This explosion was close -- much closer than the others that had rattled the village on the outskirts of Homs, Syria, where Sultanah Alchehade lived with her four young children. This one hit the school next door, blasting out one of the walls of their house.
Alchehade grabbed the children and ran into the night and the choking smoke and dust. A neighbor helped her carry her three-year-old twin boys, Mounzer and Kaiss; another drove the pickup truck they all clambered into. Over the next several days, as bombs continued to fall, the family -- including daughters Kawthar, age six, and Roukia, a baby -- took refuge in a nearby forest, sleeping under the trees as Sultanah tried to figure out their next move.
In neighboring Lebanon, Sultanah's husband, Mazen, frantically tried to contact his wife. For years, Mazen had shuttled back and forth across the border every few weeks to do construction work on high-rise buildings in Beirut. While the jobs provided an income for his family, he says, the separation was hard. But their situation had just gotten much harder.
With the Syrian civil war now engulfing his village, Mazen couldn't return. And it would be four months before his wife and children could cross into Lebanon.
Eventually, the family was reunited. They were alive. But they were refugees, seeking asylum in any country that would take them, hoping to get far away from the violence that had driven them, along with millions of other Syrians, into foreign lands.
Meanwhile, 8,000 kilometers away, Rotary members in the small town of Amherst, Nova Scotia, were watching images of Syrian refugees on television and looking for ways to help.
In September 2015, members of the Rotary Club of Amherst were thinking about their next international project. Over the years, the group has helped build and equip a school in South Africa, provided educational materials to students in the Bahamas, and raised funds for disaster-stricken areas around the world, but their thoughts turned to Syria as the plight of refugees dominated the news.
"We as Rotarians couldn't ignore what we were watching each and every day," says club member Ron Wilson. "Families dying while making their journey to Europe or other places. Families desperately trying to flee war and, sadly, their homes. The heart-wrenching images were the impetus for our club to do something."
There was a logistical benefit to working with the churches: Both are sponsorship agreement holders, meaning they signed an agreement with the government to bring refugee families into the country -- something that would take the Amherst club two years to obtain. In return, the club handled administrative tasks, communicated with the Canadian government, and led fundraising efforts. It also donated $5,000 in seed money to get the project off the ground.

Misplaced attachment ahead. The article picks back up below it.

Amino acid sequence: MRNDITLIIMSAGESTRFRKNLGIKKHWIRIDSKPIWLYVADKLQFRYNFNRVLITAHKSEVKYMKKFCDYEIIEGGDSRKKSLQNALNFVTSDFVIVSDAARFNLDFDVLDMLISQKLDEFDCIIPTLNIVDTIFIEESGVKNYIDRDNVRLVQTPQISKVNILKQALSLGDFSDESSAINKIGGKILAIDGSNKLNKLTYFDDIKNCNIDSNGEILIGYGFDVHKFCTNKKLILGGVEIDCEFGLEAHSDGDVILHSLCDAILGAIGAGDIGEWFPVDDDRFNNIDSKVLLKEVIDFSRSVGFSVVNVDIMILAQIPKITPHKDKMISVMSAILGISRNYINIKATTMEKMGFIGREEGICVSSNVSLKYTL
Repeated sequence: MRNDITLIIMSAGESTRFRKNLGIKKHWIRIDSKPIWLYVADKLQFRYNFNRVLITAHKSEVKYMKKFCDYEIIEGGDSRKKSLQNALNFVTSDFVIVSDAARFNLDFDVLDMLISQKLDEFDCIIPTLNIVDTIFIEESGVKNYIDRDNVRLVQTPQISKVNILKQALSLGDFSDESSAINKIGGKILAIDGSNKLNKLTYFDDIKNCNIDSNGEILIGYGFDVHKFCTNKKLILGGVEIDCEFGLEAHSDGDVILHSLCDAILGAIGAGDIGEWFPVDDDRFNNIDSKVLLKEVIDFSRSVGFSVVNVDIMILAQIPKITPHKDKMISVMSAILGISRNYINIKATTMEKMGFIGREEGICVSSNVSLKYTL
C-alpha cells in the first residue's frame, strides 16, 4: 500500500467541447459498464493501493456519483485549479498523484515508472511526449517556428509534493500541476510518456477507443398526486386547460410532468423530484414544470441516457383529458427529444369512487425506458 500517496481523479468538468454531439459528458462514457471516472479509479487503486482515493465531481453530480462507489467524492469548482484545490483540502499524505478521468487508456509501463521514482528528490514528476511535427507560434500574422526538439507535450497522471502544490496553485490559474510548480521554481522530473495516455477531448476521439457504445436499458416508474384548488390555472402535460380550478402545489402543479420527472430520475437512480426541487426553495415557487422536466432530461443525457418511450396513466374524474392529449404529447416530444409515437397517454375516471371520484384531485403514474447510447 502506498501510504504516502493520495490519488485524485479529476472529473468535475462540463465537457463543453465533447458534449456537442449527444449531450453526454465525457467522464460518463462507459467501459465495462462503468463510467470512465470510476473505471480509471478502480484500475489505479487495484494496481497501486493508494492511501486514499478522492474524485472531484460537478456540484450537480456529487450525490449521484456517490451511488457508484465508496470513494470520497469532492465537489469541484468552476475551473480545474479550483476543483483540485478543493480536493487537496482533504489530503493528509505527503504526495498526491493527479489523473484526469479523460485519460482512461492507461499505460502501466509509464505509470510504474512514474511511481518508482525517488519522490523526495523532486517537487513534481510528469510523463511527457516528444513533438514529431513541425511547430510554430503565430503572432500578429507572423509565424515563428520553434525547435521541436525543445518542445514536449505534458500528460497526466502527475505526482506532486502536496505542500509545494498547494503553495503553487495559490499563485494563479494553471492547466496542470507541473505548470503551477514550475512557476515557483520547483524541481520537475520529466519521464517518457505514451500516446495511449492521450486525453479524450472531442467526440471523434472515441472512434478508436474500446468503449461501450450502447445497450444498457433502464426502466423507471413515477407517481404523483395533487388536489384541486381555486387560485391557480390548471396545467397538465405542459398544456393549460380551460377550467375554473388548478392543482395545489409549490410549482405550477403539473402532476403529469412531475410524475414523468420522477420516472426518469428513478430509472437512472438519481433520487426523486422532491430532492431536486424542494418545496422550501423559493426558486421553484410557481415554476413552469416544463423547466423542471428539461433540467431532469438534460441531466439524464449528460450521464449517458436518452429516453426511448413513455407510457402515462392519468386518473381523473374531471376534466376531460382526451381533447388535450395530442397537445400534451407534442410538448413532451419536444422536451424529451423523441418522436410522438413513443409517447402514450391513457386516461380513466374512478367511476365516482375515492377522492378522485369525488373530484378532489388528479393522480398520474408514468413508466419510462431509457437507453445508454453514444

With the community firmly behind them, the club welcomed the Alchelades family into Amherst. Their long journey to a new home had ended. Their journey into a new life was just beginning.
While many Syrian refugees prefer to settle in Toronto or Montreal where there are more resources and jobs, the Alchehades wanted a smaller community, like the one where they had lived in Syria. There, they had land where they grew almonds and olives, and raised cows, goats, and sheep.
The family arrived in Amherst with what they could carry. Most of the furnishings in their new home, a two-bedroom apartment in a modest house on a street that dead-ends at the marshes, are donated.
The four children are energetic and open with one another and the Rotary members who visit.
They love playing in the snow and singing the alphabet song, which they quickly learned from English tutors who regularly visit their home. They sing it while watching TV, while playing outside, when guests come over.
The Rotary club helped connect Mazen with a job at Fundy Landscaping, which does stonework and builds retaining walls and decks. There, he is using the skills he learned doing construction in Lebanon.
"He does great work," says business owner Peter Michels. "I don't need to tell him anything twice. Everything we ask him to do, he runs with it. His skills and work ethic are very impressive."
Michels, whose parents immigrated to Canada after World War II, says he sees a little of himself in Mazen and his family.
"Everything you had is completely gone," he says. "Trying to start a new life in a place where you don't know if you're going to be accepted or if you're going to be rejected. I try to see things through his eyes. That's probably what my family went through -- hoping that when they came to this country, there would be somebody to help them."
The town has rallied behind the refugee family, with teachers volunteering to tutor the kids and dentists offering free care. Mazen has earned his driver's license, and Sultanah has joined other mothers in the community for cooking classes, even leading a class on preparing Syrian dishes.
The kids are learning to ice skate, Canada's national pastime. These are small steps in the long process of integration that the club hopes will help them find their place in Canadian society. "We want them to be able to help improve this community and the country," says Wilson.
The Alchehades don't know if they will ever return to Syria. But right now, Canada is their home. This is where they want to see their children grow up.
While Mazen still struggles with English, he has no trouble finding the words to describe his dream for his children: "I want them to be pioneers."
A version of this article originally appeared on Rotary.org.
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